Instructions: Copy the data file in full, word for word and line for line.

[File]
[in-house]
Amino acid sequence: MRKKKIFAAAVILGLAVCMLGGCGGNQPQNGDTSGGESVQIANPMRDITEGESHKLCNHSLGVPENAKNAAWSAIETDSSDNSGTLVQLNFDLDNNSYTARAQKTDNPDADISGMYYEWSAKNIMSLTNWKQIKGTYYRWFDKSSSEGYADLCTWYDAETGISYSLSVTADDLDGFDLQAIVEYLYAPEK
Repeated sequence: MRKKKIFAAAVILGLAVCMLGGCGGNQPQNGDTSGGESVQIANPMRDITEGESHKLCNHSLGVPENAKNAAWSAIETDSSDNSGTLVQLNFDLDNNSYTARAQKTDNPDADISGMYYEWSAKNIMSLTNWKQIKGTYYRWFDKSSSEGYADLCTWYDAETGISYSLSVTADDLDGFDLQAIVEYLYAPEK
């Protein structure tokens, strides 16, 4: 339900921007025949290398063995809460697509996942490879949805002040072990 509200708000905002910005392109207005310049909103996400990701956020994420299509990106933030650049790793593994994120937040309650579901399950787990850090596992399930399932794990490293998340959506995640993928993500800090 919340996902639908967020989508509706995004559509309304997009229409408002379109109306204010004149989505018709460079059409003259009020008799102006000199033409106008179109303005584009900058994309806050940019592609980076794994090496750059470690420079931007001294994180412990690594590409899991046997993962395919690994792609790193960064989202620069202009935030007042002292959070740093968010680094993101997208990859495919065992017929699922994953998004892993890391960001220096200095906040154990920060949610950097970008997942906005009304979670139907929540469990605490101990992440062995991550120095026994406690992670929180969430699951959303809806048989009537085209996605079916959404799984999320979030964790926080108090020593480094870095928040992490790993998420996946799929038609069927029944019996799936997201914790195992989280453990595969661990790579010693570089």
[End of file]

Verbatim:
[in-house]
Amino acid sequence: MRKKKIFAAAVILGLAVCMLGGCGGNQPQNGDTSGGESVQIANPMRDITEGESHKLCNHSLGVPENAKNAAWSAIETDSSDNSGTLVQLNFDLDNNSYTARAQKTDNPDADISGMYYEWSAKNIMSLTNWKQIKGTYYRWFDKSSSEGYADLCTWYDAETGISYSLSVTADDLDGFDLQAIVEYLYAPEK
Repeated sequence: MRKKKIFAAAVILGLAVCMLGGCGGNQPQNGDTSGGESVQIANPMRDITEGESHKLCNHSLGVPENAKNAAWSAIETDSSDNSGTLVQLNFDLDNNSYTARAQKTDNPDADISGMYYEWSAKNIMSLTNWKQIKGTYYRWFDKSSSEGYADLCTWYDAETGISYSLSVTADDLDGFDLQAIVEYLYAPEK
């Protein structure tokens, strides 16, 4: 339900921007025949290398063995809460697509996942490879949805002040072990 509200708000905002910005392109207005310049909103996400990701956020994420299509990106933030650049790793593994994120937040309650579901399950787990850090596992399930399932794990490293998340959506995640993928993500800090 919340996902639908967020989508509706995004559509309304997009229409408002379109109306204010004149989505018709460079059409003259009020008799102006000199033409106008179109303005584009900058994309806050940019592609980076794994090496750059470690420079931007001294994180412990690594590409899991046997993962395919690994792609790193960064989202620069202009935030007042002292959070740093968010680094993101997208990859495919065992017929699922994953998004892993890391960001220096200095906040154990920060949610950097970008997942906005009304979670139907929540469990605490101990992440062995991550120095026994406690992670929180969430699951959303809806048989009537085209996605079916959404799984999320979030964790926080108090020593480094870095928040992490790993998420996946799929038609069927029944019996799936997201914790195992989280453990595969661990790579010693570089």